The remarkable rise of little-known Russian Aslan Karatsev
Tennis has long been a sport rich in records and lore.
From its transition from the indoor royal courts to grass-covered surfaces (and beyond), the names and achievements of legends past fill the annals of sporting history.
For a nation trained on the bounce of the fuzzy yellow balls, some of these names are synonymous with success; Laver, Goolagong, Graf, Sampras.
On the men’s side of professional tennis, three names have been filling up honour boards around the world in recent years; namely Roger Federer, Rafael Nadal and Novak Djokovic.
But at the 2021 Australian Open, an unassuming Russian journeyman has rewritten the history books, despite being indistinguishable by most fans at the start of the week.
Aslan Karatsev is finally having his moment in the sun after playing top level tennis for a dozen years.
He’s making history on multiple levels
It’s hard to put what Karatsev has done this week into context, mostly because it hasn’t been done before. For a mostly unknown coming into 2021, Karatsev is certainly leaving his mark.
For starters, Karatsev is the very first grand slam debutant to make the semi-finals in the Open Era. In fact, Karatsev is the first male player to make a quarter-final of a slam in their first try since Alex Radulescu at Wimbledon in 1996. Only five qualifiers have made grand slam semis in the Open Era, putting the Russian in rare company.
He’s also the first player in 20 years to be ranked outside the top 100 to make a grand slam semi.
It took Karatsev more than two years to win his first match at senior men’s level, and more than six years to break into the top 200. Karatsev was outside the top 500 as recently as 2018.
Karatsev’s run is not just remarkable and rare, it’s practically unheard of. In an era where the top names in the game — Djokovic, Nadal and Federer — are padding their resumes for a claim to be the greatest of all time, Karatsev has made history in ways not imagined before.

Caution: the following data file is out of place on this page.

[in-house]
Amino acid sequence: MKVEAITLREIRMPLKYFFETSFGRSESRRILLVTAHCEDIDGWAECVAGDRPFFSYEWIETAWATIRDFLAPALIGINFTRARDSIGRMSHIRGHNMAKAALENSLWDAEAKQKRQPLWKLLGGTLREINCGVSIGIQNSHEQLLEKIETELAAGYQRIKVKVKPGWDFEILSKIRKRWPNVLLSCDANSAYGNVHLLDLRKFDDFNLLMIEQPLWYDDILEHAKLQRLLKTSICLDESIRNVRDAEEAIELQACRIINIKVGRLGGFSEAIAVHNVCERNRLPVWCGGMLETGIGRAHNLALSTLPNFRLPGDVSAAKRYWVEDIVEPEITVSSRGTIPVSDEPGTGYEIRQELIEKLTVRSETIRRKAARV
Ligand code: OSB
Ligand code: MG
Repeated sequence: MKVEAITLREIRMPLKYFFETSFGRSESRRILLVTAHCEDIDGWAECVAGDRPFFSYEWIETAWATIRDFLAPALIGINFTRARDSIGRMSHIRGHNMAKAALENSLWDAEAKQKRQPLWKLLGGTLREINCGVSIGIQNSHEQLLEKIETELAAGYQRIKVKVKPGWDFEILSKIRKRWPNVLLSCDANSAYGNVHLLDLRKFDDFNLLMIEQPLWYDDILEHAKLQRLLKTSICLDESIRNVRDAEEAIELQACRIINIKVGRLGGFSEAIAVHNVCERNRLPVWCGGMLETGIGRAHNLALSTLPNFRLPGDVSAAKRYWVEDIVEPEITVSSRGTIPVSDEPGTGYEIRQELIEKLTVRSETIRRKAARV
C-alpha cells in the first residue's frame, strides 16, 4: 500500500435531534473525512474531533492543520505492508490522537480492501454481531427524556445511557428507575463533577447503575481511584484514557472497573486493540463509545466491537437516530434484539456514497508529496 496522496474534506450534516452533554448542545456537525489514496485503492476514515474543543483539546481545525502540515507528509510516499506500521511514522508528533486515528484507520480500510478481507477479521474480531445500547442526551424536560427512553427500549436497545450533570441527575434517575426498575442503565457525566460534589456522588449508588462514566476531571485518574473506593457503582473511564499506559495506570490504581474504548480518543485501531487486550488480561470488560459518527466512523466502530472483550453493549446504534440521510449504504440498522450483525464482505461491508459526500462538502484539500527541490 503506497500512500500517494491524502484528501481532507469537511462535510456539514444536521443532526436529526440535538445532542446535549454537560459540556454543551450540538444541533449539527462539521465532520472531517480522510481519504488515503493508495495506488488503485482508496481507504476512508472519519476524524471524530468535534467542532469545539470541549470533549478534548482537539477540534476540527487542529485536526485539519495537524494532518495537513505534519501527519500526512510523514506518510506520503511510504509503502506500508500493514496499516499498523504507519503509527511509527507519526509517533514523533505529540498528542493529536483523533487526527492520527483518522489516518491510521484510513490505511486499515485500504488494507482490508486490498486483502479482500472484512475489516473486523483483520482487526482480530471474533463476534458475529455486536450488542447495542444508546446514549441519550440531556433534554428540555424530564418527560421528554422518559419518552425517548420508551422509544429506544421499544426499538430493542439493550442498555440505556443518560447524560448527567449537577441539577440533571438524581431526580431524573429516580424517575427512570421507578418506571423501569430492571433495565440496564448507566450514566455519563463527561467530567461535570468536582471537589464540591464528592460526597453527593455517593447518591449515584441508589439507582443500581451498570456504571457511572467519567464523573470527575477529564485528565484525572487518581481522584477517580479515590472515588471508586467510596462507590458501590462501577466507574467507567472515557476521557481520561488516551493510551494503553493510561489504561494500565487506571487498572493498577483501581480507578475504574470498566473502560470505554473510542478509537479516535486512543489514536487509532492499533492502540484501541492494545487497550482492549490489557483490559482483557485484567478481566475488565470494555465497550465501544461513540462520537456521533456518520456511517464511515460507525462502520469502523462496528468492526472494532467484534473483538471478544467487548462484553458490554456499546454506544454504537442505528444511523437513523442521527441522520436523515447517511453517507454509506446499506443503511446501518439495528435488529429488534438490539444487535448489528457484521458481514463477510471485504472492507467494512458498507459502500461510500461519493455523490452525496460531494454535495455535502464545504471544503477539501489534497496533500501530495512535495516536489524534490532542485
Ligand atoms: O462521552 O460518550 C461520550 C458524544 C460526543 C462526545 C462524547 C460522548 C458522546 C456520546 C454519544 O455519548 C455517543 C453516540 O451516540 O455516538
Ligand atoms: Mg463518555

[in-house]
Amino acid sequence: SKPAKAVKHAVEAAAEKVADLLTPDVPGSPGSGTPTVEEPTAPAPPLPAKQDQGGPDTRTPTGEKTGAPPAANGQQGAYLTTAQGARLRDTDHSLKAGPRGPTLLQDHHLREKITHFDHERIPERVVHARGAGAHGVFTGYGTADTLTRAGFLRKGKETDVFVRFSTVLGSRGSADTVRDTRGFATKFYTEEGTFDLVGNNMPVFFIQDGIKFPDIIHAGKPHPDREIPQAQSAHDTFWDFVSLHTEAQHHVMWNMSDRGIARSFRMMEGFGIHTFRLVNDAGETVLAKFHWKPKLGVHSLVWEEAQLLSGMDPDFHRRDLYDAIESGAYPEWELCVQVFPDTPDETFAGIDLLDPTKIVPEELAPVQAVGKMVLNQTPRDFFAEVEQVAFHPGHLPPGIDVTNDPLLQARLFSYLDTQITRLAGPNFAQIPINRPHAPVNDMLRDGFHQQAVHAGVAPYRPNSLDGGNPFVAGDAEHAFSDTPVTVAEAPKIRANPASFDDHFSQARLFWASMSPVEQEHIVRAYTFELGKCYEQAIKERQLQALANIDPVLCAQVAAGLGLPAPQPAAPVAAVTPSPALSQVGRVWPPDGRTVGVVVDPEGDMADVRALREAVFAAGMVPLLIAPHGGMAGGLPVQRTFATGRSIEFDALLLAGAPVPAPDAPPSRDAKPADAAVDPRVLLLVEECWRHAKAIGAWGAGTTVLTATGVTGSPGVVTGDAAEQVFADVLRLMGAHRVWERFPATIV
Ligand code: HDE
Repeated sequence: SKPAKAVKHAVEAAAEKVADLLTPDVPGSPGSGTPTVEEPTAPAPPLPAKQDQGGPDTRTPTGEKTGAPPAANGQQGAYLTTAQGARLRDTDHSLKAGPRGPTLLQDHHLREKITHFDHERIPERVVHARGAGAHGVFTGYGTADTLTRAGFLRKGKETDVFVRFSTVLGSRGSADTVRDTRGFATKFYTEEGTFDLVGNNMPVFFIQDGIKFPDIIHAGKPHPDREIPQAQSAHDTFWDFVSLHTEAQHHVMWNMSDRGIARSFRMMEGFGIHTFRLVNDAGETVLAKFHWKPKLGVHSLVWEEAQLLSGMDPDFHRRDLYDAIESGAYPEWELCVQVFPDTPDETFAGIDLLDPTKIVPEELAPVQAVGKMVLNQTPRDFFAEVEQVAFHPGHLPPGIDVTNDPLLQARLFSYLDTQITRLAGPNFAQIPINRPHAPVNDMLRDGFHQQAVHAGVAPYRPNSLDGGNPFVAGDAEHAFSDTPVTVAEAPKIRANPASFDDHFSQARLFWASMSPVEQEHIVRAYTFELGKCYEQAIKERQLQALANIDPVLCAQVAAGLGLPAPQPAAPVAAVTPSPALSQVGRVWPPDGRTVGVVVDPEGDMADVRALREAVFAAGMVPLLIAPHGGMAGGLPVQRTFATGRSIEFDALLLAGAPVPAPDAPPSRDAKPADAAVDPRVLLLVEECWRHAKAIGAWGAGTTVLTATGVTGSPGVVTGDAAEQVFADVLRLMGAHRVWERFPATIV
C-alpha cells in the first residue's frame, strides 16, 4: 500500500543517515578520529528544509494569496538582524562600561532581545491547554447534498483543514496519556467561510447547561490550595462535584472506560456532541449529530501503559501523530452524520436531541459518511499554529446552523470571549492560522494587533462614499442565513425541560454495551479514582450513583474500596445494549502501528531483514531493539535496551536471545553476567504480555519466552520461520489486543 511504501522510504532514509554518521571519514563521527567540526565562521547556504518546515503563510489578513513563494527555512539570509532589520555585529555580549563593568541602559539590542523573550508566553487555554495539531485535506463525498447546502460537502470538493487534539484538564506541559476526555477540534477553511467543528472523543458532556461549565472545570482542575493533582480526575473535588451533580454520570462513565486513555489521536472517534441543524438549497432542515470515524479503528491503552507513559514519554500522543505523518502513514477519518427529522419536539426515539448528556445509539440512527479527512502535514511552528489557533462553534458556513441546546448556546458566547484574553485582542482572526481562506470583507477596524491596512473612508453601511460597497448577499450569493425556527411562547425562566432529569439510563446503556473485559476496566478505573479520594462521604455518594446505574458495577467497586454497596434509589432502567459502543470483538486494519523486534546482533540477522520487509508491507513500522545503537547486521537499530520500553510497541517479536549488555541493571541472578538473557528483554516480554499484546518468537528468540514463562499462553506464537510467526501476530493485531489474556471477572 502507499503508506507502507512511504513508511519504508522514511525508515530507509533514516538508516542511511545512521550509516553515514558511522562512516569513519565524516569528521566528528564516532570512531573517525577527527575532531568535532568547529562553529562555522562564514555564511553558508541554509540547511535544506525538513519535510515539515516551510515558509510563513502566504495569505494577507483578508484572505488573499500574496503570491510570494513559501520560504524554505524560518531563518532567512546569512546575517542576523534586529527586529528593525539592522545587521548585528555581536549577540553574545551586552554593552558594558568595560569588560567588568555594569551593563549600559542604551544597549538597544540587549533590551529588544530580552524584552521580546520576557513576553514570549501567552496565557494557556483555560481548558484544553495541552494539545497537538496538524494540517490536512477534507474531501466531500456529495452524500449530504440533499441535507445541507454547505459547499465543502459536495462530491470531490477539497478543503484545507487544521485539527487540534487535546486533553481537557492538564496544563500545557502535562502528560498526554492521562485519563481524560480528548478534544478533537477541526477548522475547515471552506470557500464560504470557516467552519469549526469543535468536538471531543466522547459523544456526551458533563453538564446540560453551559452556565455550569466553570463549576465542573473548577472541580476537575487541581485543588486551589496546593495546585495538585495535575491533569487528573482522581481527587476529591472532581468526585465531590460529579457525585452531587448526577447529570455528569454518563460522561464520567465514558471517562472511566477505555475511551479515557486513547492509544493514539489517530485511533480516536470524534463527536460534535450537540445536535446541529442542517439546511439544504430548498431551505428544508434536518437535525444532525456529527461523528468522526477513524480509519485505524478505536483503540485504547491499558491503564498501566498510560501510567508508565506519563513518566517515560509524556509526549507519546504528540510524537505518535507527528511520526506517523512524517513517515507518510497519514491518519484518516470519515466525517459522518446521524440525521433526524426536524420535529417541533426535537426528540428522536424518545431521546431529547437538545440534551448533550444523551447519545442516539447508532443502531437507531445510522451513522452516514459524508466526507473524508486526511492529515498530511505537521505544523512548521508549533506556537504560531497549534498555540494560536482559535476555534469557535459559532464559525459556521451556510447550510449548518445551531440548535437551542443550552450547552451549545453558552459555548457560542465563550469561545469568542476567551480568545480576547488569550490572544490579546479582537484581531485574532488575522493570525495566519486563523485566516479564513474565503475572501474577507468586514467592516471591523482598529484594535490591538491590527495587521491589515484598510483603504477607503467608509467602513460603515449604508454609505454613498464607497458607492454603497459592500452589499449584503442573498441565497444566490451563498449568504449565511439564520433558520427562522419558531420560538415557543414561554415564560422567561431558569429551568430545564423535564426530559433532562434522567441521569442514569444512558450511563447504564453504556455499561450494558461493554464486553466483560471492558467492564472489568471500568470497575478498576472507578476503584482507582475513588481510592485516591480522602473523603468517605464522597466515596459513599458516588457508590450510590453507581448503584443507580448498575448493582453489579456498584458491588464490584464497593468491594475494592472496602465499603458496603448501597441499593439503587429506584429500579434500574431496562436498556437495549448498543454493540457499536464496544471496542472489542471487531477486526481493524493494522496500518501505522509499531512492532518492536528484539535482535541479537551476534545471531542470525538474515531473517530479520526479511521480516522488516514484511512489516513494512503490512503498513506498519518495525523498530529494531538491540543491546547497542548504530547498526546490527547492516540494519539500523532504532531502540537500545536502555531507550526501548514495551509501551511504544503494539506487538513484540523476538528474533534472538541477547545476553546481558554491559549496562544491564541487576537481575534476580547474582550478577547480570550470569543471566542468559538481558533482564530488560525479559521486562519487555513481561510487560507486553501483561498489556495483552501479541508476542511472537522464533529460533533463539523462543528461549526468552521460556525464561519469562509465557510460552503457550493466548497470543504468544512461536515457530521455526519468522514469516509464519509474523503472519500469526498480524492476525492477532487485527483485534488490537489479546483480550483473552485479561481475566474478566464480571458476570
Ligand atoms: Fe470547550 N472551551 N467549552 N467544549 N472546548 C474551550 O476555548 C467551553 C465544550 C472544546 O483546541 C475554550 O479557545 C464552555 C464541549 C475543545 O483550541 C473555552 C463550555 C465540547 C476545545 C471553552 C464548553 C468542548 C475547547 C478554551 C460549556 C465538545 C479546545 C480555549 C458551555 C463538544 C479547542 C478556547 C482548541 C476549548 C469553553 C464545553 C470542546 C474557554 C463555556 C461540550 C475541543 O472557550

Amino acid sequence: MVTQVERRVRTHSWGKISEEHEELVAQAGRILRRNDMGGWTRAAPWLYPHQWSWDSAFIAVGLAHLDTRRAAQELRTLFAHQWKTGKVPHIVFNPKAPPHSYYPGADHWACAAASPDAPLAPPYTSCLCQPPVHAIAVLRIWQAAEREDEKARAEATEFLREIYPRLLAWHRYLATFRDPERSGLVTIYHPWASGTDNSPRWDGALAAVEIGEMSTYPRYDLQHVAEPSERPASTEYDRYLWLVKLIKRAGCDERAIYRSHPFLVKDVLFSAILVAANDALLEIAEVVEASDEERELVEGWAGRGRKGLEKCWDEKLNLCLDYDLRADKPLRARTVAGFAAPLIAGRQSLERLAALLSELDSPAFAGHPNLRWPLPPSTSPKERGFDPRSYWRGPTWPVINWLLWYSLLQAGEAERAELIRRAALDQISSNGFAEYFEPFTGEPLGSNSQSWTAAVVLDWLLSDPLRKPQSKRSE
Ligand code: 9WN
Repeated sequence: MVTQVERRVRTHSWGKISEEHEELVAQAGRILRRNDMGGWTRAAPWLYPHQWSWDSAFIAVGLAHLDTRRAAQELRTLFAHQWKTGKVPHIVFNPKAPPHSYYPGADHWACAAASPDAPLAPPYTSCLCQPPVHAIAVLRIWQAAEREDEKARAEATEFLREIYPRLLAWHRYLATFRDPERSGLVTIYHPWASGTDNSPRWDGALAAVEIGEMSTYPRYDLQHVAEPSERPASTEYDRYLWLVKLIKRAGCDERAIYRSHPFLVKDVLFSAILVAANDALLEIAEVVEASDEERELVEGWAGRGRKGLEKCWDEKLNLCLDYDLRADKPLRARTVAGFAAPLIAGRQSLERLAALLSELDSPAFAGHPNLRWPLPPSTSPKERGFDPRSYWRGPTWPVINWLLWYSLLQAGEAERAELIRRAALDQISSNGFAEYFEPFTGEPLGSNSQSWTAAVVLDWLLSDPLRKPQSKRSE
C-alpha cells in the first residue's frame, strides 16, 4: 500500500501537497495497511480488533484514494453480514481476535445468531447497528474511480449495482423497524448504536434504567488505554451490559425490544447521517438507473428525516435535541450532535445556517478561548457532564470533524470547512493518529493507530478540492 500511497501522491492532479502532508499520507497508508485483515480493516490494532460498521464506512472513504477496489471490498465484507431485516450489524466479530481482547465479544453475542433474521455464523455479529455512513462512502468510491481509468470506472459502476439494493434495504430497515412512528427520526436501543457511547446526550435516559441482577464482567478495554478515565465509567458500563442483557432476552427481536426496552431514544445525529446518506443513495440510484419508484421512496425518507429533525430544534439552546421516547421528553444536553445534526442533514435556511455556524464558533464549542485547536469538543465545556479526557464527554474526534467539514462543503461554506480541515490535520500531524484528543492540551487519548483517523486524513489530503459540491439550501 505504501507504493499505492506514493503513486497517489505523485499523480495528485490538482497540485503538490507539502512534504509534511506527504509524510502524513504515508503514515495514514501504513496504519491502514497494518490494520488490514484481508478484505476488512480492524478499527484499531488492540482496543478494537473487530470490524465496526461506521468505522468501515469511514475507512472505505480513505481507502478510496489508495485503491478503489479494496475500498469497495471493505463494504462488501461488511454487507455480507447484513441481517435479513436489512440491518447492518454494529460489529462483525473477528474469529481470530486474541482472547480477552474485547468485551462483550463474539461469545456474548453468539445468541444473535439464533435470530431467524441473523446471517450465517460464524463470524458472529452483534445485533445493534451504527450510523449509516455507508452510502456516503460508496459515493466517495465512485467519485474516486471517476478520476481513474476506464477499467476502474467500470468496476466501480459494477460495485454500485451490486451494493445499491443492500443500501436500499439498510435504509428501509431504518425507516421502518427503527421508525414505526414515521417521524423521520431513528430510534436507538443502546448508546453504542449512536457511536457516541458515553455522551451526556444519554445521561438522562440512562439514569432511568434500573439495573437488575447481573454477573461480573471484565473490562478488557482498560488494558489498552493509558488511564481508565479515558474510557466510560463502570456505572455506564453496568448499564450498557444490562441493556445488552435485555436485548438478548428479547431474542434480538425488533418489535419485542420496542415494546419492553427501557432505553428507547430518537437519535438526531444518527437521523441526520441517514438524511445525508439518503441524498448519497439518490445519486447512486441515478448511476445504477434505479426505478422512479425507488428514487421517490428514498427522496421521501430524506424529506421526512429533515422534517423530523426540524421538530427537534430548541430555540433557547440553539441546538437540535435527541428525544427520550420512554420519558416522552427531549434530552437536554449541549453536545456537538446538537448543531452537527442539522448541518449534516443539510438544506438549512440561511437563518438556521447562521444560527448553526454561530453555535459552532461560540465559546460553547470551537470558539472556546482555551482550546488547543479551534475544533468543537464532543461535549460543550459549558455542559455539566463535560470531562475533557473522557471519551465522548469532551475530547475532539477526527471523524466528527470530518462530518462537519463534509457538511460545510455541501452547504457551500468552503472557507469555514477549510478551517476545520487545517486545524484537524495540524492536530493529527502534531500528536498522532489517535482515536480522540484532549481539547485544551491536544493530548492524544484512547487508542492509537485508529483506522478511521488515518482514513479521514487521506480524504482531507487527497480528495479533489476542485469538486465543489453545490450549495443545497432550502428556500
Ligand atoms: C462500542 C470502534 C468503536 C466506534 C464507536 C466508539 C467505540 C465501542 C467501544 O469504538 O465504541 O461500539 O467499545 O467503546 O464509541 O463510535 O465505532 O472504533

He’s even earned one of the most one-sided victories in recent memory along the way. Karatsev is one of only two players, alongside Rafael Nadal, to win a grand slam match and lose only one game on the way.
This isn’t a case of history repeating but instead being created.
So what are the secrets to Karatsev’s rise?
Winning a tennis match isn’t a “one size fits all” deal.
Some players, like Diego Schwartzman and Alex de Minaur, are defensive-minded grinders; willing to chase down the mistakes of their opponents at all costs. Others, such as Reilly Opelka and John Isner, are power-based “Servebots”, imposing their will through the strength of their service game and hoping to eke out wins in close sets and tiebreakers.
The stars of the game manage to blend both elements, stealing away cheap points on serve and chasing down everything but the most overwhelming of winners.
Perhaps the most aesthetically pleasing is the hyper-aggressive type of player, attempting powerful passing shots from all angles and in nearly all situations.
Taking risks in tennis is always a measured exercise. As the ever-present eye of Hawk-Eye Live is willing to remind us, the difference between the greatest shot and a crucial mistake can be as little as a millimetre away.
In every match so far, Karatsev has had more winners than his opponent, but he has also had more unforced errors than his opponent has had winners. This means that it is his racquet that decides matches and not anything else. This sits in contrast to many of his fellow quarter and semi-finalists.
When it comes off, it’s magic.
So far this tournament Karatsev has the fastest shot speeds on both sides for the quarter-finalists.
Generally, extreme arm strength or long levers are the keys to hitting a hard ground stroke, but Karatsev has found another way to generate force despite his more humble frame.
To make up power and speed, he’s largely hit a flat ball on both sides, devoid of the heavy topspin that many top players deploy. Topspin tends to allow extra room as the ball passes the net and drags into the court at the back end despite all expectations. A flatter ball lowers the margin for error but on a fast court (like at this year’s Australian Open) it can be nearly impossible to return.